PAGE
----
I am a financial economist and an Assistant Professor of Finance (tenure track) at WU Vienna. Prior to that, I was a research fellow at Ross (U of M, Ann Arbor) and a PhD student at Goethe University Frankfurt.

My research interests are in Asset Pricing. Right now, I am particularly interested in risk sharing between heterogeneous agents, limits to this and how it affects asset prices.

For more information, see my CV.

Contact: ruediger.weber [at] wu [dot] ac [dot] at

I document a new stylized fact: the higher the share of institutional ownership in a stock, the more its valuation is driven by expected-return variation rather than by changes in dividend-growth expectations. As general equilibrium outcomes, expected returns inevitably depend on investors’ properties and the circumstances they are under. Time-variation in the volatility of the pricing kernel of institutional investors acting as marginal investors in stocks with high institutional ownership translates into time-varying expected returns in those stocks. In my model, imperfect sharing of time-varying risk generates cross-sectional differences in return predictability depending on ownership. My findings help explain the weak return predictability of small and value stocks and the postwar predictability reversal.
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We introduce Implied Volatility Duration (IVD) as a new measure for the timing of uncertainty resolution, with a high IVD corresponding to late resolution. Portfolio sorts on a large cross-section of stocks indicate that investors demand on average about seven percent return per year as a compensation for a late resolution of uncertainty. In a general equilibrium model, we show that `late' stocks can only have higher expected returns than `early' stocks, if the investor exhibits a preference for early resolution of uncertainty. Our empirical analysis thus provides a purely market-based assessment of the timing preferences of the marginal investor.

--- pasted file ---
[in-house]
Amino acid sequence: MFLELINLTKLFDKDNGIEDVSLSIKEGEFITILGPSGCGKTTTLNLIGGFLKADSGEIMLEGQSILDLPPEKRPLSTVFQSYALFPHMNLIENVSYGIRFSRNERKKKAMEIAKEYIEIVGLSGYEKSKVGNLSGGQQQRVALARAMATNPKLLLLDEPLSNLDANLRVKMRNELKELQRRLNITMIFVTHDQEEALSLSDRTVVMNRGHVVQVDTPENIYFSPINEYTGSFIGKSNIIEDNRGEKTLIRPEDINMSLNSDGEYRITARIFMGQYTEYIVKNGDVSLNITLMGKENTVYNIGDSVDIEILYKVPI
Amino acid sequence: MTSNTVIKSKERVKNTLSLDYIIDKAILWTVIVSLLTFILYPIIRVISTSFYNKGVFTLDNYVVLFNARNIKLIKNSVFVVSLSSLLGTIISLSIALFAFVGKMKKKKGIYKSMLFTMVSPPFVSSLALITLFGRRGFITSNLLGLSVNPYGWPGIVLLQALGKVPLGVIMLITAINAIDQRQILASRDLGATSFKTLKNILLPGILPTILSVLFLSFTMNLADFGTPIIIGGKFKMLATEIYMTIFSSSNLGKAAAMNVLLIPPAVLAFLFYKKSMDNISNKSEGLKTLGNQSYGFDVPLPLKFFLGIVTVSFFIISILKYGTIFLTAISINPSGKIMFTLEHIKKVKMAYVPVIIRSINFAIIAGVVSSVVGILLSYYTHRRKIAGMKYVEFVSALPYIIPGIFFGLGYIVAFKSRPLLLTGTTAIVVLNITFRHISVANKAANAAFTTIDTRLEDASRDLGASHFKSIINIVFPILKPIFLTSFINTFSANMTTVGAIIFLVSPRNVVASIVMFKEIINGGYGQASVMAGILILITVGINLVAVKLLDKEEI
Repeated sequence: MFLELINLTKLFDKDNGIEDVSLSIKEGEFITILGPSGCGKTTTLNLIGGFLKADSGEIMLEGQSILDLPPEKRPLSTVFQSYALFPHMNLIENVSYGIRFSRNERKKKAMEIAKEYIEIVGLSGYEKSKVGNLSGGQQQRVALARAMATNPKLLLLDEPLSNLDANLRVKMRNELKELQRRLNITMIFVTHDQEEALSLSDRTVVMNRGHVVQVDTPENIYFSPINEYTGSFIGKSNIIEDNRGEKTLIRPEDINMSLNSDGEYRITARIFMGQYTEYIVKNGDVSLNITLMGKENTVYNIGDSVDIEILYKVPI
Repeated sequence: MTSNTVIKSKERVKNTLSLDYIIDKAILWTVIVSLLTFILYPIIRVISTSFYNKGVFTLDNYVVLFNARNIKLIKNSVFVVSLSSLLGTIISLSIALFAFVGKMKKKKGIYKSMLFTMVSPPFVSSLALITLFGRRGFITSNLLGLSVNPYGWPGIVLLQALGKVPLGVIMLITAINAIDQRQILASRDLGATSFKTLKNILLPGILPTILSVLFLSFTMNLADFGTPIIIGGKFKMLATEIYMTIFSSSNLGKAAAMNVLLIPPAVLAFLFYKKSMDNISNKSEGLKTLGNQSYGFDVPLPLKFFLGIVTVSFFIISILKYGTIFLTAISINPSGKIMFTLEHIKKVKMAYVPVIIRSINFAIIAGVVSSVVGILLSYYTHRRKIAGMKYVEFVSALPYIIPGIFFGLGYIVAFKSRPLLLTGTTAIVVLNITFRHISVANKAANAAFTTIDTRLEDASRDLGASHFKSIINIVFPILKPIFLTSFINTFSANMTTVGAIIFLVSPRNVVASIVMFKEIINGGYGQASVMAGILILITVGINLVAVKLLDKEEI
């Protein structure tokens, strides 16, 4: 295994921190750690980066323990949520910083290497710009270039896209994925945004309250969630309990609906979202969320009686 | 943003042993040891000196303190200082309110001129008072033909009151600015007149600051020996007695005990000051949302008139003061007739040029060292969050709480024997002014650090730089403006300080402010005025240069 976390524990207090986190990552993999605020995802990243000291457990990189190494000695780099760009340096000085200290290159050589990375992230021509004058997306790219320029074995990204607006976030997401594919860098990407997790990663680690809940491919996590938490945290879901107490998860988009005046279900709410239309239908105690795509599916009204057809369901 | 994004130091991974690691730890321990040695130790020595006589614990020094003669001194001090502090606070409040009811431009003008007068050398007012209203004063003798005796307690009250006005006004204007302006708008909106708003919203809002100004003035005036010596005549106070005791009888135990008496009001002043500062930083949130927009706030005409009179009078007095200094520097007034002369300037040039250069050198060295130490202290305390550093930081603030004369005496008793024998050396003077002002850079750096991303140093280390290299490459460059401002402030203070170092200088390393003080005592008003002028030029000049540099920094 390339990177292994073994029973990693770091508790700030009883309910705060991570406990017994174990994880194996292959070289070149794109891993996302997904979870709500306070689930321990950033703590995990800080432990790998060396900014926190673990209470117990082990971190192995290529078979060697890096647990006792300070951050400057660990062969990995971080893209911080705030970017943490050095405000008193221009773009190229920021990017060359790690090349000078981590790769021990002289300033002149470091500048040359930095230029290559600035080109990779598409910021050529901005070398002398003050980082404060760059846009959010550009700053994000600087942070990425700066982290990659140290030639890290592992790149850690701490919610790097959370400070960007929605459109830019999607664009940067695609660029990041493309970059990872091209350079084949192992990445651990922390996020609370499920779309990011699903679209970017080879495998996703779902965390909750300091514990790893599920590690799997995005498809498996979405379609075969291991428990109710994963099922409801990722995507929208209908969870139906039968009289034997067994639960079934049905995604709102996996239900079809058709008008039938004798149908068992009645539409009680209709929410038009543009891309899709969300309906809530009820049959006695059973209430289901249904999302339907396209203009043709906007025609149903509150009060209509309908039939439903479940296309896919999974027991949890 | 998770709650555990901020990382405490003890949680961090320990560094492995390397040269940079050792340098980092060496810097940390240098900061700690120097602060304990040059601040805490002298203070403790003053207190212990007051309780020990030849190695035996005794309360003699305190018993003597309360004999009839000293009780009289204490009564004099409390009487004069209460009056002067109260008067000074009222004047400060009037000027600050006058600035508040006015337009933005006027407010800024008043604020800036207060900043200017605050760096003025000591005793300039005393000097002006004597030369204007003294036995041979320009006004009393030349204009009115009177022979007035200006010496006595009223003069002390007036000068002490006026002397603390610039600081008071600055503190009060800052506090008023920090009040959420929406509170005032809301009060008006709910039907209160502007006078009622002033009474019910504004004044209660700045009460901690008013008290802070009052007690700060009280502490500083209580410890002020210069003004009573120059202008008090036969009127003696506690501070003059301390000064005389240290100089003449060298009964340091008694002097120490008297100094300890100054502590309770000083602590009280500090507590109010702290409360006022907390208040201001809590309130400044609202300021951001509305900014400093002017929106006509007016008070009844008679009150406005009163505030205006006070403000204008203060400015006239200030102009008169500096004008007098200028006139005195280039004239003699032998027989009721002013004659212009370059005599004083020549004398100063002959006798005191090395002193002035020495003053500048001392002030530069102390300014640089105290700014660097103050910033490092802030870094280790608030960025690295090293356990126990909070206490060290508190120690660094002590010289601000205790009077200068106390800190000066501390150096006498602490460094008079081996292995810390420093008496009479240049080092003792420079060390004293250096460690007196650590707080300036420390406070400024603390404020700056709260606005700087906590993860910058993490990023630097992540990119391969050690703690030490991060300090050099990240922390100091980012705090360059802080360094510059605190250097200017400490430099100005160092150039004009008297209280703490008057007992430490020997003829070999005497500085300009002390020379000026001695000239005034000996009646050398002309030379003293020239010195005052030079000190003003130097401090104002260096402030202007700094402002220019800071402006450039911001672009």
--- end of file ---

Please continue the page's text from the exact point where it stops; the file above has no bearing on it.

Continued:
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I test the hypothesis that the differences in return predictability between the value and growth portfolios are indeed due to value stocks having shorter cash flow duration. I find that duration acts as amplification for the change in dividend yields that is caused by discount rate variation. However, differences in return predictability across book-to-market sorted portfolios go beyond the effect of duration. For comparable cash flow duration, discount rate variation explains about 40% more of the dividend yield variation for growth stocks as opposed to value stocks. This is consistent with recent research suggesting that the exposure to value-specific risks is not driven by duration.

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